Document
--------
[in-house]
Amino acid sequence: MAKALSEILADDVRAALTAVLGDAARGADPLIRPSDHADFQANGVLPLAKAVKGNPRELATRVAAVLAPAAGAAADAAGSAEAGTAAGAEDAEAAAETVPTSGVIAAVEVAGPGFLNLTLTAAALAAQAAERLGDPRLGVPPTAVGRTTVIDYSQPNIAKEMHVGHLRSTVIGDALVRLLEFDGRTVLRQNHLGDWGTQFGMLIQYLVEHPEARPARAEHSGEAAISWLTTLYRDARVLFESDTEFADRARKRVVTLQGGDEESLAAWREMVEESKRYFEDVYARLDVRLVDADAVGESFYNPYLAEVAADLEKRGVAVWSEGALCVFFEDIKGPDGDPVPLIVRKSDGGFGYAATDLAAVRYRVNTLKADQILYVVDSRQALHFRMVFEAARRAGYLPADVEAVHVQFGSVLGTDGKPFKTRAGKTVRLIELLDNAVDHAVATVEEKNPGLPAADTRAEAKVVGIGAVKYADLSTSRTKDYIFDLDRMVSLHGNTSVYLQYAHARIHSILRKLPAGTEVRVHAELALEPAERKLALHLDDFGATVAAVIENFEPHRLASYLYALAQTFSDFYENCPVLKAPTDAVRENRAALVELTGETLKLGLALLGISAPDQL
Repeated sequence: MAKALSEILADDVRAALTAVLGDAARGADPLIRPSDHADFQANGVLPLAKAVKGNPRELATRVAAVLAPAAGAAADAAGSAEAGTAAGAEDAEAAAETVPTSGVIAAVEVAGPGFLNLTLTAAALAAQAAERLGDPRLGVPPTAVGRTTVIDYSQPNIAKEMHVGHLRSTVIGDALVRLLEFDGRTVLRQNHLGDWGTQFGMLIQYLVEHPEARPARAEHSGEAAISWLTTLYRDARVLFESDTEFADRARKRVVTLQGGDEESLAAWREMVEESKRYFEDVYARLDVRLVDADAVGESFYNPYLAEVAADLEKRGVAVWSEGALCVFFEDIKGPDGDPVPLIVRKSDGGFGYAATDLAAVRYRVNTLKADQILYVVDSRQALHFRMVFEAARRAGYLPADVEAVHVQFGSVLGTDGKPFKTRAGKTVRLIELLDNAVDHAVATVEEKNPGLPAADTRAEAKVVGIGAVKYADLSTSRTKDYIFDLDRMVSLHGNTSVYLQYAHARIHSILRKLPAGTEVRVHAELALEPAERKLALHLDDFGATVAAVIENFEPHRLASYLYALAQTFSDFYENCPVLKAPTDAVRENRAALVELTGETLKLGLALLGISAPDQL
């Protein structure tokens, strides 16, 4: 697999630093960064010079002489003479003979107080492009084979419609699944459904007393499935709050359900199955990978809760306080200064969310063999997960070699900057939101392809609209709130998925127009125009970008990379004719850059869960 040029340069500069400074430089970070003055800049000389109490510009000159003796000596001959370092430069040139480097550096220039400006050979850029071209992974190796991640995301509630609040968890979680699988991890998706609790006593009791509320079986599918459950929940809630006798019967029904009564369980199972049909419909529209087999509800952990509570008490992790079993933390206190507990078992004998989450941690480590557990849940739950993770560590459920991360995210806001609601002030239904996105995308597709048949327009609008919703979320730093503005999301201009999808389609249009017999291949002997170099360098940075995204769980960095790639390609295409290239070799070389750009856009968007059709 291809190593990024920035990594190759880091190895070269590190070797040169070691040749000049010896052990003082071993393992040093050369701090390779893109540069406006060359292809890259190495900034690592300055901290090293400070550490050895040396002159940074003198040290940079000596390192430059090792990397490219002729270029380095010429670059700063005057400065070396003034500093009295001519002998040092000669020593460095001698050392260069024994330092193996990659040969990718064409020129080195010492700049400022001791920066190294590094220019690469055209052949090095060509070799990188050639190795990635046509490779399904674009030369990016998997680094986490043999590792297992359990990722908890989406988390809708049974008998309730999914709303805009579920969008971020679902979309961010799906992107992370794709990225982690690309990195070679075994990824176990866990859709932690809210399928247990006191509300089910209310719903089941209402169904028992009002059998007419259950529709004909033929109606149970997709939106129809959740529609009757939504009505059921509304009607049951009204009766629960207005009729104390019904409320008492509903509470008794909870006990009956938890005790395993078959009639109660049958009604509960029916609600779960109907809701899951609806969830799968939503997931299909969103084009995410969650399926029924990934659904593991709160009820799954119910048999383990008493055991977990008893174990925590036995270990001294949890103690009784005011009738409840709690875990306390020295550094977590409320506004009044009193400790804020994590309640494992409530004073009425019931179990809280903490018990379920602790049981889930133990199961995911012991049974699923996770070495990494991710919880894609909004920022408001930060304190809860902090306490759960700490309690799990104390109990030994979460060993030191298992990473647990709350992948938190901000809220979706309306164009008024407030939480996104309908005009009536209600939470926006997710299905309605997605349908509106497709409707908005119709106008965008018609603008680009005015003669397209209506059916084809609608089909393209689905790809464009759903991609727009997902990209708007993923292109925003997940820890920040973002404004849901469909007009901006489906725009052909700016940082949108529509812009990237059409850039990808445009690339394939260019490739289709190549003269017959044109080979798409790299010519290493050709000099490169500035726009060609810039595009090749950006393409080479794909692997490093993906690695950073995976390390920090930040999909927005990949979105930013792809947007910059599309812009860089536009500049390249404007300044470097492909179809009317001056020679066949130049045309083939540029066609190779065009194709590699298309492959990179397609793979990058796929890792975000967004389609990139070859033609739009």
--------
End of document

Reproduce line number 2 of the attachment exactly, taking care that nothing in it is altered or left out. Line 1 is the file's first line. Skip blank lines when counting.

Amino acid sequence: MAKALSEILADDVRAALTAVLGDAARGADPLIRPSDHADFQANGVLPLAKAVKGNPRELATRVAAVLAPAAGAAADAAGSAEAGTAAGAEDAEAAAETVPTSGVIAAVEVAGPGFLNLTLTAAALAAQAAERLGDPRLGVPPTAVGRTTVIDYSQPNIAKEMHVGHLRSTVIGDALVRLLEFDGRTVLRQNHLGDWGTQFGMLIQYLVEHPEARPARAEHSGEAAISWLTTLYRDARVLFESDTEFADRARKRVVTLQGGDEESLAAWREMVEESKRYFEDVYARLDVRLVDADAVGESFYNPYLAEVAADLEKRGVAVWSEGALCVFFEDIKGPDGDPVPLIVRKSDGGFGYAATDLAAVRYRVNTLKADQILYVVDSRQALHFRMVFEAARRAGYLPADVEAVHVQFGSVLGTDGKPFKTRAGKTVRLIELLDNAVDHAVATVEEKNPGLPAADTRAEAKVVGIGAVKYADLSTSRTKDYIFDLDRMVSLHGNTSVYLQYAHARIHSILRKLPAGTEVRVHAELALEPAERKLALHLDDFGATVAAVIENFEPHRLASYLYALAQTFSDFYENCPVLKAPTDAVRENRAALVELTGETLKLGLALLGISAPDQL